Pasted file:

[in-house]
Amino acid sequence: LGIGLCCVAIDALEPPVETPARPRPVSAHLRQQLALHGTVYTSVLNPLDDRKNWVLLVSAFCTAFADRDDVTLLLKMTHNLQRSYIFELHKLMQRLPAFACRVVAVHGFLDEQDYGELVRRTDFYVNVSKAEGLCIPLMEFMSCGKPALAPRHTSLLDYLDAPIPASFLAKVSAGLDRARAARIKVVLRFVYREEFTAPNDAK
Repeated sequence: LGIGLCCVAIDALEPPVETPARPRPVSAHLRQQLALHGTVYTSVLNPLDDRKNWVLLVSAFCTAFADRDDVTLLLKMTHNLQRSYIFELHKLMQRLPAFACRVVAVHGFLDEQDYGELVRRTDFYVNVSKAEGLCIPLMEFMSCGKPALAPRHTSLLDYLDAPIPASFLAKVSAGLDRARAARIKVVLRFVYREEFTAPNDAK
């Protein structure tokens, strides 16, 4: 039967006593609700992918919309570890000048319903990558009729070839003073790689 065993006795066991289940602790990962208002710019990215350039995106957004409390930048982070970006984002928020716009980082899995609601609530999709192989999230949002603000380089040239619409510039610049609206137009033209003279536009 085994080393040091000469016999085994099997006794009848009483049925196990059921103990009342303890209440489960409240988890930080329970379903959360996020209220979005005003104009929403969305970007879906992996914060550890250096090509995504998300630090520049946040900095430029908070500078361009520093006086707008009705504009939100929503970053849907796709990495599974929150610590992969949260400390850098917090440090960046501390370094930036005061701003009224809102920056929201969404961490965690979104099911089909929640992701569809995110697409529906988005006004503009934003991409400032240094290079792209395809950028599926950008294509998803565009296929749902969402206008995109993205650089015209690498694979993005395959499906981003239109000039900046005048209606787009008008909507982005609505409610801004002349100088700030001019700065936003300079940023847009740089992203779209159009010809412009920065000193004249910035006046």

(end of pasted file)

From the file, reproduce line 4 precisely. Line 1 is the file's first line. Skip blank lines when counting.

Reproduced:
């Protein structure tokens, strides 16, 4: 039967006593609700992918919309570890000048319903990558009729070839003073790689 065993006795066991289940602790990962208002710019990215350039995106957004409390930048982070970006984002928020716009980082899995609601609530999709192989999230949002603000380089040239619409510039610049609206137009033209003279536009 085994080393040091000469016999085994099997006794009848009483049925196990059921103990009342303890209440489960409240988890930080329970379903959360996020209220979005005003104009929403969305970007879906992996914060550890250096090509995504998300630090520049946040900095430029908070500078361009520093006086707008009705504009939100929503970053849907796709990495599974929150610590992969949260400390850098917090440090960046501390370094930036005061701003009224809102920056929201969404961490965690979104099911089909929640992701569809995110697409529906988005006004503009934003991409400032240094290079792209395809950028599926950008294509998803565009296929749902969402206008995109993205650089015209690498694979993005395959499906981003239109000039900046005048209606787009008008909507982005609505409610801004002349100088700030001019700065936003300079940023847009740089992203779209159009010809412009920065000193004249910035006046």